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It's Not Too Late for a Flu Shot

‘Widespread’ seasonal flu activity is being reported in Wisconsin.

It's Not Too Late for a Flu Shot

Wiconsin and Minnesota are among 25 states now reporting “widespread” seasonal flu activity, according to the Centers for Disease Control and Prevention.      

Flu season runs from October through May, but usually peaks in January and February.          

As of Jan. 4, the most recent date available, 378 influenza-related hospitalizations have been reported in Minnesota this season, according to the Minnesota Department of Health. Last week saw 144 hospitalizations, and the week before saw 118. 

The Twin Cities metro area has the state’s second-highest rate of hospitalizations at 7.7 hospitalizations per 100,000 people. Only the southeast region, at 9.3 hospitalizations per 100,000 people, is higher.

There have so far been 19 school outbreaks, although none were reported last week or the week before.

  • See the attached PDF for the full Department of Health report.

The Centers for Disease Control and Prevention (CDC) recommends a yearly flu vaccine for everyone six months of age and older. Children under age nine may need to return for a second dose of immunization.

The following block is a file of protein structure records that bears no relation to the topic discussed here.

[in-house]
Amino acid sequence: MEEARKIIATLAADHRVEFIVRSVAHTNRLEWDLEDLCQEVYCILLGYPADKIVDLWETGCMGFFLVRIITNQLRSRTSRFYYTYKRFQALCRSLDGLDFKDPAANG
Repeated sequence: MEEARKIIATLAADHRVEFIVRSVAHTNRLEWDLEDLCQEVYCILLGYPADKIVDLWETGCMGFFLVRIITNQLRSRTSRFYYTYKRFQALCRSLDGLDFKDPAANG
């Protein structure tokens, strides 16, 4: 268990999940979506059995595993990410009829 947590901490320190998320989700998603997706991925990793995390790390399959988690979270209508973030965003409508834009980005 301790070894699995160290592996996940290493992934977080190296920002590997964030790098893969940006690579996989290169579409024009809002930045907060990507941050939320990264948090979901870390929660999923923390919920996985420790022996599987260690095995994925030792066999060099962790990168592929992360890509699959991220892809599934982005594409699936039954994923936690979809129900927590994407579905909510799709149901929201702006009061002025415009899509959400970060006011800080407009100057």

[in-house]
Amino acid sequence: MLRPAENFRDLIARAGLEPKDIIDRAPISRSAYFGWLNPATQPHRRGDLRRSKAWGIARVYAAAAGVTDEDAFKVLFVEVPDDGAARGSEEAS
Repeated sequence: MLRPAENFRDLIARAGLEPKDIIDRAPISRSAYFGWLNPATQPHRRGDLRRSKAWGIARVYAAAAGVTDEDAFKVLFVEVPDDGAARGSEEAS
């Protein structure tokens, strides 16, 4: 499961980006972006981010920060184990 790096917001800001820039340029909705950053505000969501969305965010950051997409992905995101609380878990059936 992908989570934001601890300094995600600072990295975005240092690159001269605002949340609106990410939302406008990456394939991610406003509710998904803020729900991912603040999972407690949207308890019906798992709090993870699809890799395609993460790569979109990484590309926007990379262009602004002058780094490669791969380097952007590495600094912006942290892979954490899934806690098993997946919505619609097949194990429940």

The CDC offers the following recommendations to residents:

  • Flu vaccines are offered in many locations, including doctors’ offices, clinics, local health centers, pharmacies, college health centers and places of business. Contact your health care provider today for your flu vaccine.
  • Students and adults should stay home from school or work if they develop influenza-like illness.
  • If you do get sick, wash hands often and cover your coughs and sneezes. It’s best to use a tissue and quickly throw it away. If you don’t have a tissue, cough or sneeze into your upper sleeve, not your hands. This will prevent the spread of germs.
  • Get plenty of rest and drink a lot of fluids.
  • Individuals who are particularly vulnerable to complications from influenza should seek medical attention at the first signs of illness. People at high risk for developing serious flu complications include children younger than 5 years, people 65 years of age and older, pregnant women, and people with certain long-term medical conditions, such as asthma, diabetes, heart disease, neurological and neurodevelopmental conditions, blood disorders, morbid obesity, kidney and liver disorders, HIV or AIDS, and cancer.

For more information, visit  www.cdc.gov. For flu-related questions contact FluInbox@cdc.gov.

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